Planning can be a complex task depending on the factors at play such as time, participants, and topics.
Since 2012 a Swedish firm called MethodKit has dedicated itself to designing kits to simplify task in many professional disciplines using cards that raise an issue and guide the discussion.
Initially, these kits were oriented towards design and digital technology, however, with such a collaborative and easy to use tool they were expanded to architecture and urban planning.
One of the firm’s most recent releases involves the latter discipline. "MethodKit for Cities," is a kit aimed at architects, citizens, students, social organizations, planners, etc. to participate in constructing their environments.
To find out more about this kit Plataforma Urbana talked with the founder of the firm, Ola Möller, who is also the co-author of this kit along with architect Jordan Lane.
According to them, the idea behind creating this material for cities was "the need to create a visual tool that is deliberately simple and easy to use." So this kit is "a visual overview of the most important elements, actions, and aspects that make up the fabric of a city."
This means that kit creates an opportunity to talk about public spaces, environment, transportation and various urban projects, as well as other things.
While keeping in mind that "some urban planning tools may impose certain solutions or be designed for a specific group of users," in this case, they realized that they create a closeness and a common language among users, independent of their occupation.
This is largely due to conversations based on the 105 cards that raise a topic and explain what makes it so important for a city. However, there is also the option of classifying the cards into seven major themes as a way to focus the discussion on a particular topic.
Designing these cards was no simple job. In fact, just defining the topics took a year and a half of research. During this period, several meetings were held with experts in the field, workshops and focus groups served to establish nine selection criteria including; acting as a base space for development, having a direct language, and favoring discussion of important urban issues.
Accordingly, Möller mentions that the "cards should be as relevant and beneficial in Santiago as they are in Stockholm, Seoul or Sydney." This way, the usefulness of the "MethodKit for Cities" is intended for various parts of the world.
To find out if that was the case, Möller explained that there are several various sized cities in Sweden that are implementing the kits through their municipalities.
That includes large cities like Malmö and Nacka, and smaller ones such as Nässjö and Kristianstad, which are actually using it for a joint project, the new train line to the north of Sweden. The White Arkitekter architecture studio is considering including it in citizen participation phase of its projects.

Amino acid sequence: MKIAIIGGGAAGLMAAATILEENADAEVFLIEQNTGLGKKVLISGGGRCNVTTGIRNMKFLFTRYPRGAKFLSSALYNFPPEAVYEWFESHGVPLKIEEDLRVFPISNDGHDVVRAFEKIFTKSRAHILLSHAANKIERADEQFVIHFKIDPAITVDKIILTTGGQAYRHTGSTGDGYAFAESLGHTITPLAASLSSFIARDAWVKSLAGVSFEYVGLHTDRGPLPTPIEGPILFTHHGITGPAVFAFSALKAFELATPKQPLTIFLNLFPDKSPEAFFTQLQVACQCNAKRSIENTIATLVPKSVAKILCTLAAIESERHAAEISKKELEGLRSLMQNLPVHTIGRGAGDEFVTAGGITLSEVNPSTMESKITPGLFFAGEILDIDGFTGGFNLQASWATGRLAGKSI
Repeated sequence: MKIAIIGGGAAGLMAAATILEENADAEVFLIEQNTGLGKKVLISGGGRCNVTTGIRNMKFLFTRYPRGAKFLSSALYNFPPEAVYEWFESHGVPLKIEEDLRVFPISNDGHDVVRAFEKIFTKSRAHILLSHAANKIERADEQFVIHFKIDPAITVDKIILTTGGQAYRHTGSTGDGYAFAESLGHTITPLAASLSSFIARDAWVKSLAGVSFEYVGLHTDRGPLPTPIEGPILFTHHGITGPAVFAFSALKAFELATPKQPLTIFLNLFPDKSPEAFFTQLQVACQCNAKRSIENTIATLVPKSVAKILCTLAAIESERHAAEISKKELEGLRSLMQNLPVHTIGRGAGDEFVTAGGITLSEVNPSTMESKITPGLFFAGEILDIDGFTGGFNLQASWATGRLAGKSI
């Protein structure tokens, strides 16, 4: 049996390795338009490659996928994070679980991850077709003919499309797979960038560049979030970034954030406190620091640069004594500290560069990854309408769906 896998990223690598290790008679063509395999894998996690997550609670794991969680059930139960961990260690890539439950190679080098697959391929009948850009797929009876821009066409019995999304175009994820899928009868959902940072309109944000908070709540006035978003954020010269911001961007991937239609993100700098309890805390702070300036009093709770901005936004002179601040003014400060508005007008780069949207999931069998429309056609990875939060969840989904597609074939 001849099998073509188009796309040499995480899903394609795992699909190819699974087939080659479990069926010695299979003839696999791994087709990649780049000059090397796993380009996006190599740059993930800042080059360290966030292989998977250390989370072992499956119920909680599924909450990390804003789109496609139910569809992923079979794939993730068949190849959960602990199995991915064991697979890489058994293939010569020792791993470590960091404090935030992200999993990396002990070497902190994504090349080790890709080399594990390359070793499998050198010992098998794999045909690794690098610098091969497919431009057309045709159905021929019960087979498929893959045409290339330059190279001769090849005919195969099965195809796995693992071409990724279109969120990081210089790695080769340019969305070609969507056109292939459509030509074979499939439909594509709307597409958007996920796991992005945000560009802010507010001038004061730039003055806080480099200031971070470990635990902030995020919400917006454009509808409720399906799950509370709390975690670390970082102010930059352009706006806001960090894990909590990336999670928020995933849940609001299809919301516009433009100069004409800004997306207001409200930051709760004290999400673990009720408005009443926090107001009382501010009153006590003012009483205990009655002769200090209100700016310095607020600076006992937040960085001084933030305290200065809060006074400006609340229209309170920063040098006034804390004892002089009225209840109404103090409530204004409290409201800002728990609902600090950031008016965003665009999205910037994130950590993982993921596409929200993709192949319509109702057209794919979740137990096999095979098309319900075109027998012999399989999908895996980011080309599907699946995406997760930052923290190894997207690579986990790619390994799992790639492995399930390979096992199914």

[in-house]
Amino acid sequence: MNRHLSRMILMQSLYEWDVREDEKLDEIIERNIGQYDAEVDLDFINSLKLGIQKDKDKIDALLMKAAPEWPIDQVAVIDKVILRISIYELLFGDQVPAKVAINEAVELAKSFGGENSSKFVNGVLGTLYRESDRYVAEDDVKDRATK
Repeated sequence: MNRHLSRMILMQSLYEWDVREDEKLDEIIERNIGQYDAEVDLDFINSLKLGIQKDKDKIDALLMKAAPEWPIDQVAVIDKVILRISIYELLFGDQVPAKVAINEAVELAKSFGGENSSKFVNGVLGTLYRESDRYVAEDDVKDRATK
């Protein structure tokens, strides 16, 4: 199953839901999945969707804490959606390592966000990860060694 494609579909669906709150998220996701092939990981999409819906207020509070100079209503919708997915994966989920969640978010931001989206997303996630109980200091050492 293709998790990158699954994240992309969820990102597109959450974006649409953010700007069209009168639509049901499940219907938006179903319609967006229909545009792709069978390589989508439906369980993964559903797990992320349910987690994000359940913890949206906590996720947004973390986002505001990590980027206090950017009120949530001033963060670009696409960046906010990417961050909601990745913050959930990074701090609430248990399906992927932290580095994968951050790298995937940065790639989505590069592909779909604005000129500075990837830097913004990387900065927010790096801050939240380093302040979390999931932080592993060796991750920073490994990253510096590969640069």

In the short time the kit has been on the market a new project emerged from the Swedish Housing and Planning Council (Boverket) to develop a line that includes urban planning gender equality in cities.
Different examples how the kit can be used:
- As a tool in architecture & urban design offices. Use the kit in the studio environment to align colleagues, consultants, and clients. Use it to create future visions and scenarios or as a research tool and checklist. How do new developments fit into the existing urban fabric? What are your priorities? Did you forget any important perspectives?
- As a tool for schools & universities. Use the kit as a checklist for school projects — what elements are strongest? Are there any parts of missing? Encourage students to embrace complexity and design in real world contexts. Encourage conversation and debate by having students prioritize the cards — why are some building blocks more important than others? How does this change with time?
- As an educational tool for citizens. Many citizens have a profound interest about the city. Use the tool to help people understand the fabric of the city, with different perspectives and lenses. Knowledge is power.
- As a planning tool between architects, the city, and its citizens. Use the tool as an interface. We made a tool that has an easy to understand language without dumbing down the underlying concepts of the city. We want people to sit at the table, take part, and feel comfortable in understanding and sharing ideas.
- As a tool for data collection. Use the tool should be used for data collection. Can you give each card a value to create an inventory of local areas? You could ask citizens, friends, and neighbors what they value in their local area.
See how you can get "MethodKit for Cities" here.
News via: MethodKit.